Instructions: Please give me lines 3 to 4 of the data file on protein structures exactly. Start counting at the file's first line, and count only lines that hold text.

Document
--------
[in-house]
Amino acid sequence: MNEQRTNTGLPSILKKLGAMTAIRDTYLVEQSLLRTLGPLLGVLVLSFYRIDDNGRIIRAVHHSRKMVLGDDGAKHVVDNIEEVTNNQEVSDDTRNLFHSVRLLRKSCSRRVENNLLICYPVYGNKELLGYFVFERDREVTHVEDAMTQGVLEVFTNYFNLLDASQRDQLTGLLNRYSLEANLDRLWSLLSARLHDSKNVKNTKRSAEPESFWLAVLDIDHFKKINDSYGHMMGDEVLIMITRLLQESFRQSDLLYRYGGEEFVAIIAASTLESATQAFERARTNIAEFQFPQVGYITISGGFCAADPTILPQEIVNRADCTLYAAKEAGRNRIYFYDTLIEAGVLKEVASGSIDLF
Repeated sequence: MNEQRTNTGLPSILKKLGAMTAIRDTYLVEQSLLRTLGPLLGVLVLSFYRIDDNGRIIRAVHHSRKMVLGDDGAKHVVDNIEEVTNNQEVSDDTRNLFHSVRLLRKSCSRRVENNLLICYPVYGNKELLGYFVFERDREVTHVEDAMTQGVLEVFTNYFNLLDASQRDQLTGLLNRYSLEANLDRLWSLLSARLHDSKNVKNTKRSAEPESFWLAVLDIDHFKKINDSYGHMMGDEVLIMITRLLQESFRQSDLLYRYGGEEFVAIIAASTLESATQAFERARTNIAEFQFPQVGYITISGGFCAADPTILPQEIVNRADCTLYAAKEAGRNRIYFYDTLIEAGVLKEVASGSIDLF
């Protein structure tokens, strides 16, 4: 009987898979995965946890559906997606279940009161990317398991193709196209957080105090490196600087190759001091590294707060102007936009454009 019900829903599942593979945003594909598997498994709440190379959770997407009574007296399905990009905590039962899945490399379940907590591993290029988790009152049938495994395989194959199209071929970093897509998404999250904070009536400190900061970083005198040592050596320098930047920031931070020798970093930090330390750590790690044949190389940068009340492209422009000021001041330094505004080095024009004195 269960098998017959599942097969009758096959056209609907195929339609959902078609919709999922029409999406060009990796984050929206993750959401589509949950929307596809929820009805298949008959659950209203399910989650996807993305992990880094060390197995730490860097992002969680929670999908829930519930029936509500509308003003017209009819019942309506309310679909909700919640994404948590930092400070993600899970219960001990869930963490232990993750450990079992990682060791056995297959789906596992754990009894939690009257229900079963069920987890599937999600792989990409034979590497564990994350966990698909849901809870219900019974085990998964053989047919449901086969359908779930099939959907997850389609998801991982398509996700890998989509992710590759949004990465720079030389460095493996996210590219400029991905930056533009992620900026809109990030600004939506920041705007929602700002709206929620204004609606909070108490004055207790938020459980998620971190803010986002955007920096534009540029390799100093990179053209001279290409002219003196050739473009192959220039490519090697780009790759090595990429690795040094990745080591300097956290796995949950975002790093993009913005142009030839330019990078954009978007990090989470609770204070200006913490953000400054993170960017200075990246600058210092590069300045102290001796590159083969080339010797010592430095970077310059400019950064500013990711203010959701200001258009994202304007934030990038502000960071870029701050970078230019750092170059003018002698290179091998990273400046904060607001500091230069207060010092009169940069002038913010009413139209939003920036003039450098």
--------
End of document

Repeated sequence: MNEQRTNTGLPSILKKLGAMTAIRDTYLVEQSLLRTLGPLLGVLVLSFYRIDDNGRIIRAVHHSRKMVLGDDGAKHVVDNIEEVTNNQEVSDDTRNLFHSVRLLRKSCSRRVENNLLICYPVYGNKELLGYFVFERDREVTHVEDAMTQGVLEVFTNYFNLLDASQRDQLTGLLNRYSLEANLDRLWSLLSARLHDSKNVKNTKRSAEPESFWLAVLDIDHFKKINDSYGHMMGDEVLIMITRLLQESFRQSDLLYRYGGEEFVAIIAASTLESATQAFERARTNIAEFQFPQVGYITISGGFCAADPTILPQEIVNRADCTLYAAKEAGRNRIYFYDTLIEAGVLKEVASGSIDLF
């Protein structure tokens, strides 16, 4: 009987898979995965946890559906997606279940009161990317398991193709196209957080105090490196600087190759001091590294707060102007936009454009 019900829903599942593979945003594909598997498994709440190379959770997407009574007296399905990009905590039962899945490399379940907590591993290029988790009152049938495994395989194959199209071929970093897509998404999250904070009536400190900061970083005198040592050596320098930047920031931070020798970093930090330390750590790690044949190389940068009340492209422009000021001041330094505004080095024009004195 269960098998017959599942097969009758096959056209609907195929339609959902078609919709999922029409999406060009990796984050929206993750959401589509949950929307596809929820009805298949008959659950209203399910989650996807993305992990880094060390197995730490860097992002969680929670999908829930519930029936509500509308003003017209009819019942309506309310679909909700919640994404948590930092400070993600899970219960001990869930963490232990993750450990079992990682060791056995297959789906596992754990009894939690009257229900079963069920987890599937999600792989990409034979590497564990994350966990698909849901809870219900019974085990998964053989047919449901086969359908779930099939959907997850389609998801991982398509996700890998989509992710590759949004990465720079030389460095493996996210590219400029991905930056533009992620900026809109990030600004939506920041705007929602700002709206929620204004609606909070108490004055207790938020459980998620971190803010986002955007920096534009540029390799100093990179053209001279290409002219003196050739473009192959220039490519090697780009790759090595990429690795040094990745080591300097956290796995949950975002790093993009913005142009030839330019990078954009978007990090989470609770204070200006913490953000400054993170960017200075990246600058210092590069300045102290001796590159083969080339010797010592430095970077310059400019950064500013990711203010959701200001258009994202304007934030990038502000960071870029701050970078230019750092170059003018002698290179091998990273400046904060607001500091230069207060010092009169940069002038913010009413139209939003920036003039450098």